If you are suspected to be experiencing a recurrent hernia, your doctor will first perform a physical examination of the area. You may also be asked to cough or strain, which could cause the hernia to protrude. A number of imaging tests, such as X-ray, CT scan, or ultrasound, may also be performed.

Preparing for Hernia Revision Surgery

If you have been diagnosed with a recurrent hernia, the first step in preparing for hernia revision surgery is to attend a consultation with a hernia doctor at Hernia Center Los Angeles. Your hernia surgeon will examine your hernia and review your medical history, including documentation from previous hernia surgeries. Your hernia revision treatment plan will be explained to you, and you will have the opportunity to ask questions so that you feel fully educated and prepared for surgery. Once your procedure is scheduled, you will receive detailed pre- and postoperative instructions.

How Does Hernia Revision Surgery Work?

Each recurrent hernia is unique, and the techniques used during hernia revision surgery will depend on the location and type of hernia to be repaired.

The hernia experts at Hernia Center Los Angeles prefer to perform minimal incision, open hernia revision surgery. This is the most effective way to treat a recurrent hernia, and is also less likely to lead to subsequent hernia recurrences.

During hernia revision surgery, an incision is made in the area of the hernia. Next, the hernia is pushed back into place and the area is reinforced with sutures or synthetic mesh. Once the surgeon is satisfied that the hernia has been properly repaired, the incision is closed with staples or stitches.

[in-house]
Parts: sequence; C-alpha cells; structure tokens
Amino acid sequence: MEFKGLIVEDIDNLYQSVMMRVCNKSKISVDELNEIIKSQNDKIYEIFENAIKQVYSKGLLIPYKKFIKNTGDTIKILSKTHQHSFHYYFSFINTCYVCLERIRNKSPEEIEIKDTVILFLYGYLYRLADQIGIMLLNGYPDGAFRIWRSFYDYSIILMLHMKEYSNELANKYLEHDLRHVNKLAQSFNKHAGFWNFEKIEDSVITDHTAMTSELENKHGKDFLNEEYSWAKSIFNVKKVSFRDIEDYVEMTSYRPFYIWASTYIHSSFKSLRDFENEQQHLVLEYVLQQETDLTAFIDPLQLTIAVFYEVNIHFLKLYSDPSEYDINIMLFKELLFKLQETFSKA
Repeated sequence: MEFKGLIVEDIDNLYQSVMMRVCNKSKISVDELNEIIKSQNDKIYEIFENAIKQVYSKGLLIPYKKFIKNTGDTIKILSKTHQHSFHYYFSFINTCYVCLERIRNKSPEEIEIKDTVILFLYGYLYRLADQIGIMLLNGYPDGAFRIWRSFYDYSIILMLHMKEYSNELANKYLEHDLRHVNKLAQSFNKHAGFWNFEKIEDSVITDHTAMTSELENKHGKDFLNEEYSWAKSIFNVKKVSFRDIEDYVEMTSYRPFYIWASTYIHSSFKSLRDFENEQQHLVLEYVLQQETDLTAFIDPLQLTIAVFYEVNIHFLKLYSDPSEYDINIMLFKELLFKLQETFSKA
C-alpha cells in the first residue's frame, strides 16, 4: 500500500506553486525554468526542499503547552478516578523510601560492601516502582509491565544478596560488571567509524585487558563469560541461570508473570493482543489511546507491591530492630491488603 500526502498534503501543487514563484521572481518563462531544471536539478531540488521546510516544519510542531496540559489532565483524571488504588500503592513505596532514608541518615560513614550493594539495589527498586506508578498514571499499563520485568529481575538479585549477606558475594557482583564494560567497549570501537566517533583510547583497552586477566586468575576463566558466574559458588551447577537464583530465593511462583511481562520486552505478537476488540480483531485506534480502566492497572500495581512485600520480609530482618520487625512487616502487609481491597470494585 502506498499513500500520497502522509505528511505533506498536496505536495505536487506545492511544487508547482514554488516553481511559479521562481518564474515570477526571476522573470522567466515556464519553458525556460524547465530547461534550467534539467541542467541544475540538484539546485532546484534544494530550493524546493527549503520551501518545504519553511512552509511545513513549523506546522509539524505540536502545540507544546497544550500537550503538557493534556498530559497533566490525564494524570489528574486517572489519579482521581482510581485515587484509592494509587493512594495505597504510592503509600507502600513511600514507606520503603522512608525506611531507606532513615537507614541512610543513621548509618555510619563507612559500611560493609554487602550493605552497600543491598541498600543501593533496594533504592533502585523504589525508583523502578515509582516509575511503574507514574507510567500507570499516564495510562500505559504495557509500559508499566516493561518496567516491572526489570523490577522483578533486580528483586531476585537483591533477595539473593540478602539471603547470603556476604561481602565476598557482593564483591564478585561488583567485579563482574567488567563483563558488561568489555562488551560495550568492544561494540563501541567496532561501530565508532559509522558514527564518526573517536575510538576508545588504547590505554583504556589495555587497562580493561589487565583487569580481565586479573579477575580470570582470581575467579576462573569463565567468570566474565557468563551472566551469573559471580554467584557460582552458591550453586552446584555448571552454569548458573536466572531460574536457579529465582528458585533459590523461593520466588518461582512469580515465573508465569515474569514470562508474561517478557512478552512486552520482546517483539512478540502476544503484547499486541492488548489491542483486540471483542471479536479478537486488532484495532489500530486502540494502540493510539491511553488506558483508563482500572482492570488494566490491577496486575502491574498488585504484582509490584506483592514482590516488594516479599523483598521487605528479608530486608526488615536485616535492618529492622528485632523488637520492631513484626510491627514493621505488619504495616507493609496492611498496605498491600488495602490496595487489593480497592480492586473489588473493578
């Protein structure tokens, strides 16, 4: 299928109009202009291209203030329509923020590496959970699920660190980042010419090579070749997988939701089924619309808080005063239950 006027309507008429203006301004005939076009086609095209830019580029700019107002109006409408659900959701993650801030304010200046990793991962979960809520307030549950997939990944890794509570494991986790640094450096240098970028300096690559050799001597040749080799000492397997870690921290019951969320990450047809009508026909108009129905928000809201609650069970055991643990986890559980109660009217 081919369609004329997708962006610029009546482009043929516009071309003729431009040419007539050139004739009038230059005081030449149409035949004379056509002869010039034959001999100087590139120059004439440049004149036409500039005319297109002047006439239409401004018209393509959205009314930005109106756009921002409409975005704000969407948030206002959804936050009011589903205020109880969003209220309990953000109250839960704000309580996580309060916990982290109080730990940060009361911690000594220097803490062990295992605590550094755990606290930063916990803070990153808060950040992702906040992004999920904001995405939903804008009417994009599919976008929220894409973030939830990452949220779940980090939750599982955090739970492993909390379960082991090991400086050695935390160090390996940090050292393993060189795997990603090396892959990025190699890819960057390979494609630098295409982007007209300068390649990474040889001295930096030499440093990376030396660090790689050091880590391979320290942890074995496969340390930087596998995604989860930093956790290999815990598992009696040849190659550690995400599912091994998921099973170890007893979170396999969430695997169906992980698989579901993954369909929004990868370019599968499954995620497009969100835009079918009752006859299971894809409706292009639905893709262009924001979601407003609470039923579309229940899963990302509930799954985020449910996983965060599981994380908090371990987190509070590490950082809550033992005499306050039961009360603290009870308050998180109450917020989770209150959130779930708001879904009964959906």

How Long is Recovery After Hernia Revision Surgery?

Recovery after hernia revision surgery will vary depending on the complexity of the procedure and individual factors. Some patients are able to return home the same day of their procedure, while others may require a hospital stay.

Some pain can be expected after hernia revision surgery, but your surgeon will prescribe pain medication to help you stay comfortable. Your surgeon will also give you instructions about limiting your activity, which may include avoiding heavy lifting and strenuous exercise and refraining from driving.

Frequently Asked Questions About Hernia Revision

Is revision surgery necessary to treat a recurrent hernia?

Yes. The only way to repair a recurrent hernia is through surgery.

Is recurrence more common with certain types of hernias?

Hernia recurrence rates differ according to the type of hernia and the method of repair. Hernia revision surgery is most common for recurrent incisional hernias. Overall, there is roughly a 10% chance of recurrence after hernia repair surgery.2

Is hernia revision surgery outpatient?

For some patients, hernia revision surgery can be performed as an outpatient procedure. For more complex cases, a hospital stay may be necessary.

Contact Us

If you are experiencing hernia recurrence, please contact the experts at Los Angeles Hernia Center to learn more about your hernia revision options.

1 Brigham and Women's Hospital. What is a recurrent hernia? Available: Accessed April 17, 2023.
2 Cleveland Clinic. Hernia. Available: Accessed April 17, 2023.